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You are asked to run an intravenous infusion of 1litre of D5W over 6 hours. What drop rate will you set the infusion at if the giving set has a drop factor of 10 gtt/ml?

Drops = 1000ml x 1 hour x 10 gtt

Minute 6 hours 60 mins 1ml

= 1000 = 27.8 drops / min

36

Since we always round up or down to the nearest drop – the actual rate will be 28 drops / minute


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You are asked to set up a 1litre normal saline infusion to run over 10 hours. The giving set has a drop factor of 20 gtt / ml. what rate will you set the drip at in drops/minute?

Drops = 1000ml x 1 hour x 20 gtt

minute 10 hr 60 min 1 ml

= 100 = 33 drops / minute

3


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A 91 yo woman is receiving intravenous fluids for dehydration. The SHO asks you to make sure her drip is running at the correct rate as he is concerned she may rapidly go into heart failure if it is infused too quickly. There are 350ml remaining of a 1000ml bag which has been running for 6 hours. It is prescribed to run through in 12 hours. The drop rate is 25 drops /minute and the giving set has a drop factor of 20gtt/ml. How long will the present drip take to run through? What adjustments (if any) will you need to make to ensure the drip runs through in 12 hours as prescribed?

Present Rate

650 ml = 1000ml Thus X = 6000 = 9.2 hours

6 hours X hours 650

To Run in 12 hours

X drops = 350ml x 1 hr x 20 drops pm

minute 6 hr 60 min 1ml

= 350 = 19 drops / minute

18

Thus you will have to change the rate of the drip to run at 19 drops / minute ie reduce the rate by 6 drops/ minute


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Try these for size …

  • A 750ml infusion of 5% dextrose is infusing at 65gtt / min. The drop factor of the giving set is 60 gtt/ml. How long will the infusion take?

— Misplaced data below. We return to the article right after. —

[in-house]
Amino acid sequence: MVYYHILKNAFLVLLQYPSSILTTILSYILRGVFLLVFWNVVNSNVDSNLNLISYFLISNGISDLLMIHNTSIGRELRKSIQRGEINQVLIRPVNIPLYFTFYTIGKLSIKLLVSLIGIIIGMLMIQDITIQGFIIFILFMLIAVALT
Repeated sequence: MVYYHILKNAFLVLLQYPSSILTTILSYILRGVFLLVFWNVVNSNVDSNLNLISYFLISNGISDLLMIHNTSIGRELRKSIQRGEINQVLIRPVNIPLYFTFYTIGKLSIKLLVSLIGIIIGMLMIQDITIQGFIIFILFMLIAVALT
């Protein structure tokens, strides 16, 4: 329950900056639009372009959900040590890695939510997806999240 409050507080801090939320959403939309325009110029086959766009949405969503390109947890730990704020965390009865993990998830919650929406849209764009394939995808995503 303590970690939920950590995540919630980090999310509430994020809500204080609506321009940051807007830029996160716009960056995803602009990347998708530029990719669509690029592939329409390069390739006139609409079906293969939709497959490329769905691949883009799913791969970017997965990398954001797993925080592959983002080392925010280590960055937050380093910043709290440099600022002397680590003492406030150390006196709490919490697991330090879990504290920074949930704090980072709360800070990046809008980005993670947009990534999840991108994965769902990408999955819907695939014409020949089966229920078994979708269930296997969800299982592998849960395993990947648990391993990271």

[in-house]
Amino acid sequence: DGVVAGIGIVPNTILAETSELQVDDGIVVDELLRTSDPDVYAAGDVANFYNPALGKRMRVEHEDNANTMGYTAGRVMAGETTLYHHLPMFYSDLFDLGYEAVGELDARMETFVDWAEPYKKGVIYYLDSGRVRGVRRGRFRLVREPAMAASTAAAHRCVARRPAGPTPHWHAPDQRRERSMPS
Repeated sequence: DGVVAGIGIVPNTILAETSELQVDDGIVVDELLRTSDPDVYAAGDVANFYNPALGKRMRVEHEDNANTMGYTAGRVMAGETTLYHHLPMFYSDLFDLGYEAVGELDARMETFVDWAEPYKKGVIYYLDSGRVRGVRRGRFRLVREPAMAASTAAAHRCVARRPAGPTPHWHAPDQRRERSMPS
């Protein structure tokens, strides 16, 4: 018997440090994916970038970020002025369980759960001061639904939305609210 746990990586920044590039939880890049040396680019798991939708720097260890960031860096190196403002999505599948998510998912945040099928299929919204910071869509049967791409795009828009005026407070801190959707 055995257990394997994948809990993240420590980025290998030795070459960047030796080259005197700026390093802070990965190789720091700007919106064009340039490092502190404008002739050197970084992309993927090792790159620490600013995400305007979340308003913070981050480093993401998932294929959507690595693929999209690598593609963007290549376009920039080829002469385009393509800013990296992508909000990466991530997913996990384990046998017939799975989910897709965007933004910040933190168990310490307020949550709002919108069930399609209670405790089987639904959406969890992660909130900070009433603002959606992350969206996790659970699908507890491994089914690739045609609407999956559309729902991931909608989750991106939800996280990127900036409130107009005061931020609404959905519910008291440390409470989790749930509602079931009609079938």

• A litre of normal saline is meant to be running over 8 hours. The drip is set at 83gtt/min,the giving set has a drop factor of 20gtt/ml.

  • A litre of 5% dextrose is running at 80 gtt/min. The drop factor is 60 gtt/ml. What will the pump be set at in ml/Hr.


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A 750ml infusion of 5% dextrose is infusing at 65gtt/min. The drop factor of the giving set is 60 gtt/ml. How long will the infusion take?

65 gtt = 750ml x 60 gtt x 1 hr min X hr ml 60min

X = 750 x 60 x 1

65 x 60

X = 11.5 hours


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A litre of normal saline is meant to be running over 8 hours. The drip is set at 83gtt/min,the giving set has a drop factor of 20gtt/ml.

83 drops = 1000ml x 20 gtt x 1 hr

min X hr ml 60min

X hr = 20,000 = 20,000 = 4 hours

83 x 60 4980

Thus you need to halve the drops /min to 42 drops / minute


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A litre of 5% dextrose is running at 80 gtt/min. The drop factor is 60 gtt/ml. What will the pump be set at in ml/Hr.

If 80 drops = X drops

minute 60minutes

X = 60 x 80 = 4800 drops / Hr

If 60 drops = 4800 drops

1ml Xml

Xml = 4800 = 80mls / Hr

60


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Try these for size …..

  • A heparin infusion is prescribed to run at 5000 units / Hr. The infusion is made up of 25,000 units in 500ml 5% dextrose. What rate in ml/hr will you set the pump?

  • An aminophylline infusion is running at 30ml/hr. There is 0.5g / 500ml. It should be running @ 12mg / hour. What is the infusion rate and what will you do to ensure it runs at the correct rate?

  • 2g of Kilabug is mixed up in 500ml of 5% dextrose. It is set to run at 5mg / min. What rate in ml/hr will you set the infusion pump?

  • A patient is on a GTN infusion for pulmonary oedema. The infusion is made up of 50mg in 250ml 5% dextrose. It is presently running at 20ml/hr. How many mcg / minute is the patient receiving?

  • A patient is started on an inotrope infusion for cardiogenic shock. The infusion is 750mg in 250ml N. saline. It is running at 5 ml/hr. The patient becomes increasingly hypotensive and his urine output is dropping off. The infusion rate is changed to 12ml/hr. The patient is 70Kg. What dose in mcg / Kg/ min is the patient receiving?

  • A second patient who weighs 100Kg is on an inotrope infusion running at 10mcg/kg/min. You receive a pharmacy prepared bag with 1g in 500ml. A what rate (ml/hr) will you set the pump


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A heparin infusion is prescribed to run at 5000 units / Hr. The infusion is made up of 25,000 units in 500ml 5% dextrose. What rate in ml/hr will you set the pump?

Rate (ml) = 5000 units x 500ml

Hr 1 hour 25,000 units

= 100 ml / Hr